If you have a child who suffers from chronic ear infections, your physician may recommend that the child have their adenoids removed. An adenoidectomy is sometimes performed at the same time as a tonsillectomy or during a procedure in which ear tubes are inserted.
Because we cannot see them, most of us are probably not aware of the location of the adenoids, their role in the body and why they sometimes need to be removed to lessen the severity and frequency of ear infections. This article provides general information about the adenoid and why the adenoid sometimes needs to be removed to help treat ear infections.
What Are Adenoids?
Adenoids are located near the back of the nose. They are above the soft palate and, if you were to look into someone’s mouth, they would not be visible. If you could see them, however, you would see that they have much in common with tonsils.
The adenoids are generally believed to help with the immune system. Unfortunately, this means that, like the tonsils, the adenoids are particularly vulnerable to becoming infected. When they do become infected, or when they are simply inflamed, they can swell.
It is that swelling that causes the problems with ear infections. Particularly in a child, the adenoids can cause an obstruction that can lead to or exacerbate middle ear infections.
Why Do they Cause Problems for Children?
In a child, the adenoids are relatively larger than they are in adults and they are more active, as well. When the adenoids swell, even if there isn’t an ear infection present at the time, the child may notice the following symptoms:
- Obstructed breathing
- Loud snoring
- A nasally voice
- Persistent mouth breathing
As the adenoids swell, they tend to obstruct the breathing passageways, causing the above-mentioned problems. Another problem they cause plays a more significant role in their relationship to ear infections, however.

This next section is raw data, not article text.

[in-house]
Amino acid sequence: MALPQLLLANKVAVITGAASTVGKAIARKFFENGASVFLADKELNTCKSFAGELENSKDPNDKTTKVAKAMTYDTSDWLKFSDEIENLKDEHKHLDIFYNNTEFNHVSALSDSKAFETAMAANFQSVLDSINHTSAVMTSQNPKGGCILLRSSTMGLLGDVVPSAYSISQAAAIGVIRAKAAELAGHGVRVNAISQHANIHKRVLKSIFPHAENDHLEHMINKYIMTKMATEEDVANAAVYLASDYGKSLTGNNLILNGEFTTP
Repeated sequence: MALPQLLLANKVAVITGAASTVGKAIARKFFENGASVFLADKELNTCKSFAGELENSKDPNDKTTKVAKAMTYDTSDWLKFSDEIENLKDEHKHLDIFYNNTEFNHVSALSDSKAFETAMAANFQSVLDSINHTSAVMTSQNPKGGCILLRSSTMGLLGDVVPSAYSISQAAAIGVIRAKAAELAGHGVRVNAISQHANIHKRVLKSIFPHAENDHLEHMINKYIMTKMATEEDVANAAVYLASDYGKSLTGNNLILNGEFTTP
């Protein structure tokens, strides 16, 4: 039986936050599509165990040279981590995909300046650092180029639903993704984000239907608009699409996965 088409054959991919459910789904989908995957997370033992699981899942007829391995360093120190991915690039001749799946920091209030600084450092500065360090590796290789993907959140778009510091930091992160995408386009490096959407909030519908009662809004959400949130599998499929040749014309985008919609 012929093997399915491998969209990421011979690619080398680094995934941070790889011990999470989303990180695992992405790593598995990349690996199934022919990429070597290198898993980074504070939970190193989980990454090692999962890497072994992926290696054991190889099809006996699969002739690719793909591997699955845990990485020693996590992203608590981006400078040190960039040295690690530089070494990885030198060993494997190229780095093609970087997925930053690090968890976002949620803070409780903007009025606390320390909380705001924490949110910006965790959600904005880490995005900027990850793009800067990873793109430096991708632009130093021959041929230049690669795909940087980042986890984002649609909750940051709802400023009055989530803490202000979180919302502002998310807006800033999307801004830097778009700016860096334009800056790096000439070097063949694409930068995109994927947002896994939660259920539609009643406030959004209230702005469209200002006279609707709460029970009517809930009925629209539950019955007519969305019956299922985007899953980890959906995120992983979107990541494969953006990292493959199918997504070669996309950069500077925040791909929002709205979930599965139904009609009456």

The Eustachian Tubes
Near the back of your throat, high up and behind the nasal passages, a pair of tubes run to your middle ear. These are called the eustachian tubes. They play important roles in regulating pressure in the ear and, importantly where ear-infections are concerned, providing a means of draining fluid out of the ear
As we reach adulthood, our adenoids shrink to the point where they are almost completely gone. Our eustachian tubes also become more vertical, making it easier for fluid to drain. Of course, because this happens during the transition to adulthood, it means that, during childhood, our eustachian tubes are relatively horizontal and our adenoids are much larger. The adenoids are located in close proximity to the eustachian tubes.
As the adenoid swell, they tend to obstruct the eustachian tubes. This means that, if the child has a middle ear infection, the fluid really has nowhere to go and the pressure builds and builds. It can become agonising, eventually tearing through the eardrum and draining out the exterior of the ear. This can happen over and over again, as the physiological characteristics are there to make it a persistent problem.
When a physician decides that a surgical intervention may be necessary to help a child who is suffering from chronic ear infections, they may want to remove the adenoids as part of that. This removes one of the most problematic obstructions to the middle ear being able to drain and the results are quite often realised in significant relief for the child.
This, or any other surgery, can be intimidating for a child. It may help to explain to the child what’s going on with their body and the fact that, when it’s all said and done, the horrible pressure that they’ve been dealing with and the pain of their ear infections could be significantly or completely eliminated.
If you have questions about adenoidectomy, contact your local doctor, who will arrange for you see an ear nose throat surgeon.